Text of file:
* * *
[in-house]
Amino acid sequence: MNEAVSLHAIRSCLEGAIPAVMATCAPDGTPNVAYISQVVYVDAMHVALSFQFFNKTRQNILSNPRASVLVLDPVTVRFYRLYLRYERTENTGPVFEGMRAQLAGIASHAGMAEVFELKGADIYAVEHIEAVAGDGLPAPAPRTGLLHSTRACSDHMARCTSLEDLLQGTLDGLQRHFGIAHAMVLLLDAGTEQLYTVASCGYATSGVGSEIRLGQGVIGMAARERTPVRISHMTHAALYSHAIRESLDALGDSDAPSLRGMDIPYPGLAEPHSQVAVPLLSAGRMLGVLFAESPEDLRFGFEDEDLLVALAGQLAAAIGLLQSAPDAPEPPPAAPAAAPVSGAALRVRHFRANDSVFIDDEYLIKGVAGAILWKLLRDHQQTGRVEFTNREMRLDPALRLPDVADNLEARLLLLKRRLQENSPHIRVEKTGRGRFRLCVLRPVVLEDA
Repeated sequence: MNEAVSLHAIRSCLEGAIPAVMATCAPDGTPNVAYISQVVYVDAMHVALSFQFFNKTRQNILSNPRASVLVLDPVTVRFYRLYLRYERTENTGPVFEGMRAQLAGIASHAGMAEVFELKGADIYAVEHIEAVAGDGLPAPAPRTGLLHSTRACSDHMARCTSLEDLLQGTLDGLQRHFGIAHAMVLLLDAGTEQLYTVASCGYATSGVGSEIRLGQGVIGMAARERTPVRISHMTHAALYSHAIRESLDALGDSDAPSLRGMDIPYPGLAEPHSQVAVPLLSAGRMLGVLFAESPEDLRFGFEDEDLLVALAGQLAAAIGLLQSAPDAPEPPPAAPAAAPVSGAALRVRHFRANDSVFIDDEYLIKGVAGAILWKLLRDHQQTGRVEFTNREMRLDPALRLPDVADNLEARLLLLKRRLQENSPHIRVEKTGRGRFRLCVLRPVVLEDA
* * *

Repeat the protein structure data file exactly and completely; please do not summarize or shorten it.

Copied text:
[in-house]
Amino acid sequence: MNEAVSLHAIRSCLEGAIPAVMATCAPDGTPNVAYISQVVYVDAMHVALSFQFFNKTRQNILSNPRASVLVLDPVTVRFYRLYLRYERTENTGPVFEGMRAQLAGIASHAGMAEVFELKGADIYAVEHIEAVAGDGLPAPAPRTGLLHSTRACSDHMARCTSLEDLLQGTLDGLQRHFGIAHAMVLLLDAGTEQLYTVASCGYATSGVGSEIRLGQGVIGMAARERTPVRISHMTHAALYSHAIRESLDALGDSDAPSLRGMDIPYPGLAEPHSQVAVPLLSAGRMLGVLFAESPEDLRFGFEDEDLLVALAGQLAAAIGLLQSAPDAPEPPPAAPAAAPVSGAALRVRHFRANDSVFIDDEYLIKGVAGAILWKLLRDHQQTGRVEFTNREMRLDPALRLPDVADNLEARLLLLKRRLQENSPHIRVEKTGRGRFRLCVLRPVVLEDA
Repeated sequence: MNEAVSLHAIRSCLEGAIPAVMATCAPDGTPNVAYISQVVYVDAMHVALSFQFFNKTRQNILSNPRASVLVLDPVTVRFYRLYLRYERTENTGPVFEGMRAQLAGIASHAGMAEVFELKGADIYAVEHIEAVAGDGLPAPAPRTGLLHSTRACSDHMARCTSLEDLLQGTLDGLQRHFGIAHAMVLLLDAGTEQLYTVASCGYATSGVGSEIRLGQGVIGMAARERTPVRISHMTHAALYSHAIRESLDALGDSDAPSLRGMDIPYPGLAEPHSQVAVPLLSAGRMLGVLFAESPEDLRFGFEDEDLLVALAGQLAAAIGLLQSAPDAPEPPPAAPAAAPVSGAALRVRHFRANDSVFIDDEYLIKGVAGAILWKLLRDHQQTGRVEFTNREMRLDPALRLPDVADNLEARLLLLKRRLQENSPHIRVEKTGRGRFRLCVLRPVVLEDA